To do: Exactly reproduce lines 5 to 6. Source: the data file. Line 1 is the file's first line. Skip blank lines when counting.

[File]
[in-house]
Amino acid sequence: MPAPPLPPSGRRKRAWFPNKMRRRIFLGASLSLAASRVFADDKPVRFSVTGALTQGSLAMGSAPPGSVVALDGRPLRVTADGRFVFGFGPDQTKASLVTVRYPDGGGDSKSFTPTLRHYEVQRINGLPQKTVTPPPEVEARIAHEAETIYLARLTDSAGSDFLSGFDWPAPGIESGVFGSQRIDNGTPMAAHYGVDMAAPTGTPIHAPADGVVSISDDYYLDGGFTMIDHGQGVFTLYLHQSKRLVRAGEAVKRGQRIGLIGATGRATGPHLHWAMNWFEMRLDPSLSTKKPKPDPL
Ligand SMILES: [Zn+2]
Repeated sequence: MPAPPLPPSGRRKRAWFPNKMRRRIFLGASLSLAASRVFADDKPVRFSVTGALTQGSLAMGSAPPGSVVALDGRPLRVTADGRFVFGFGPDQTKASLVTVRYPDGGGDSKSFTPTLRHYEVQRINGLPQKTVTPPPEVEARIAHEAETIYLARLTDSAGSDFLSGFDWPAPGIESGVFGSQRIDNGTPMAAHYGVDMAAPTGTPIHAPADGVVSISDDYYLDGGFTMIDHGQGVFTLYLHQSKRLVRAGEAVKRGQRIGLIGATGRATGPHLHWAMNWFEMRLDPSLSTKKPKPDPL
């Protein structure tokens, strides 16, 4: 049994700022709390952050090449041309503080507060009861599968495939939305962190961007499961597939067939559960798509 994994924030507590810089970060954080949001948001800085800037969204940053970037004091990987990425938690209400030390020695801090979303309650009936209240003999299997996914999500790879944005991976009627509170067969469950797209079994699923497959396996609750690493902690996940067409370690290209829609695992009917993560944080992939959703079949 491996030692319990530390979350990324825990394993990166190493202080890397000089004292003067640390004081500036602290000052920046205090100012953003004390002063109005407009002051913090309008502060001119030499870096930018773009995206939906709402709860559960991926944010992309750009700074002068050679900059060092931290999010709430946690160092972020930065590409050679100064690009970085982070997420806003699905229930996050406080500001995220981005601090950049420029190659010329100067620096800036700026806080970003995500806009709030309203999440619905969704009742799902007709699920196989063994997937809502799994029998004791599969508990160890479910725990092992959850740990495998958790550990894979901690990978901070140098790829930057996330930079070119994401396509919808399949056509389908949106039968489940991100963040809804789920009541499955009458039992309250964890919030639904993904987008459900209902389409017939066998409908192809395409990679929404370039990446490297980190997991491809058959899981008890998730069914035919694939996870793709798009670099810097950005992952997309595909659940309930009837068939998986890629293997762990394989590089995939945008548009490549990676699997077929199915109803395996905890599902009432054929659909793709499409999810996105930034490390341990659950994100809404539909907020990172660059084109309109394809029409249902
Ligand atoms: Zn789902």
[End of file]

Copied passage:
């Protein structure tokens, strides 16, 4: 049994700022709390952050090449041309503080507060009861599968495939939305962190961007499961597939067939559960798509 994994924030507590810089970060954080949001948001800085800037969204940053970037004091990987990425938690209400030390020695801090979303309650009936209240003999299997996914999500790879944005991976009627509170067969469950797209079994699923497959396996609750690493902690996940067409370690290209829609695992009917993560944080992939959703079949 491996030692319990530390979350990324825990394993990166190493202080890397000089004292003067640390004081500036602290000052920046205090100012953003004390002063109005407009002051913090309008502060001119030499870096930018773009995206939906709402709860559960991926944010992309750009700074002068050679900059060092931290999010709430946690160092972020930065590409050679100064690009970085982070997420806003699905229930996050406080500001995220981005601090950049420029190659010329100067620096800036700026806080970003995500806009709030309203999440619905969704009742799902007709699920196989063994997937809502799994029998004791599969508990160890479910725990092992959850740990495998958790550990894979901690990978901070140098790829930057996330930079070119994401396509919808399949056509389908949106039968489940991100963040809804789920009541499955009458039992309250964890919030639904993904987008459900209902389409017939066998409908192809395409990679929404370039990446490297980190997991491809058959899981008890998730069914035919694939996870793709798009670099810097950005992952997309595909659940309930009837068939998986890629293997762990394989590089995939945008548009490549990676699997077929199915109803395996905890599902009432054929659909793709499409999810996105930034490390341990659950994100809404539909907020990172660059084109309109394809029409249902
Ligand atoms: Zn789902």